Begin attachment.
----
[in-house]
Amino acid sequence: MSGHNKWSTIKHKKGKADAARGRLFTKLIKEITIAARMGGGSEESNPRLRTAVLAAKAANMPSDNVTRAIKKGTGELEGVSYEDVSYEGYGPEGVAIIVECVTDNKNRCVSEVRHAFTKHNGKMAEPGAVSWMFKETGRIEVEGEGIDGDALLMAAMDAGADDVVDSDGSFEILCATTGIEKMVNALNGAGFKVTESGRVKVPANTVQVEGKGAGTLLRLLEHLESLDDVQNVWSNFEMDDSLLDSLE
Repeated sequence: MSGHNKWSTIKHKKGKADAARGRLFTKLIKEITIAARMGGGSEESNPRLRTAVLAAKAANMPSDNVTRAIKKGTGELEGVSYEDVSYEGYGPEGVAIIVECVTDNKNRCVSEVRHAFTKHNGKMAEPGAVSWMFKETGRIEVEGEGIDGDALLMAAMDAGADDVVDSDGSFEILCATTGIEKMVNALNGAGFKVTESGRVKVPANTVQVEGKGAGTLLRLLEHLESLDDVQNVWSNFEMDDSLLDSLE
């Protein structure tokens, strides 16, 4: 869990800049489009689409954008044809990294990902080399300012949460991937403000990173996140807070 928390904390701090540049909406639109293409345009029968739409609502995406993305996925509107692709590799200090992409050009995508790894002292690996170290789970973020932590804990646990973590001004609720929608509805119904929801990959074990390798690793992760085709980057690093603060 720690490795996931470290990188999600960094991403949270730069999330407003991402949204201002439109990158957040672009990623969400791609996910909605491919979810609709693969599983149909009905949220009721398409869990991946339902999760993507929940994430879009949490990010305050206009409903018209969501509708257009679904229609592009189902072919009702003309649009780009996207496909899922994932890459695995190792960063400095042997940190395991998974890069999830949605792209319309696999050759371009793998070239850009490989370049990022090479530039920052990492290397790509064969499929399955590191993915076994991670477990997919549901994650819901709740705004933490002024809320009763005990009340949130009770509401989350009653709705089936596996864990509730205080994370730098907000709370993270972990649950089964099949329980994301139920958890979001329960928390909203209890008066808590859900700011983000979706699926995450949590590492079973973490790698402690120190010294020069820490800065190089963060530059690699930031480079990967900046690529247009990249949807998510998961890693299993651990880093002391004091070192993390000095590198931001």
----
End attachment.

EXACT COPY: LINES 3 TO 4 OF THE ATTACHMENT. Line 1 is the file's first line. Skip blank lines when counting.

Repeated sequence: MSGHNKWSTIKHKKGKADAARGRLFTKLIKEITIAARMGGGSEESNPRLRTAVLAAKAANMPSDNVTRAIKKGTGELEGVSYEDVSYEGYGPEGVAIIVECVTDNKNRCVSEVRHAFTKHNGKMAEPGAVSWMFKETGRIEVEGEGIDGDALLMAAMDAGADDVVDSDGSFEILCATTGIEKMVNALNGAGFKVTESGRVKVPANTVQVEGKGAGTLLRLLEHLESLDDVQNVWSNFEMDDSLLDSLE
């Protein structure tokens, strides 16, 4: 869990800049489009689409954008044809990294990902080399300012949460991937403000990173996140807070 928390904390701090540049909406639109293409345009029968739409609502995406993305996925509107692709590799200090992409050009995508790894002292690996170290789970973020932590804990646990973590001004609720929608509805119904929801990959074990390798690793992760085709980057690093603060 720690490795996931470290990188999600960094991403949270730069999330407003991402949204201002439109990158957040672009990623969400791609996910909605491919979810609709693969599983149909009905949220009721398409869990991946339902999760993507929940994430879009949490990010305050206009409903018209969501509708257009679904229609592009189902072919009702003309649009780009996207496909899922994932890459695995190792960063400095042997940190395991998974890069999830949605792209319309696999050759371009793998070239850009490989370049990022090479530039920052990492290397790509064969499929399955590191993915076994991670477990997919549901994650819901709740705004933490002024809320009763005990009340949130009770509401989350009653709705089936596996864990509730205080994370730098907000709370993270972990649950089964099949329980994301139920958890979001329960928390909203209890008066808590859900700011983000979706699926995450949590590492079973973490790698402690120190010294020069820490800065190089963060530059690699930031480079990967900046690529247009990249949807998510998961890693299993651990880093002391004091070192993390000095590198931001």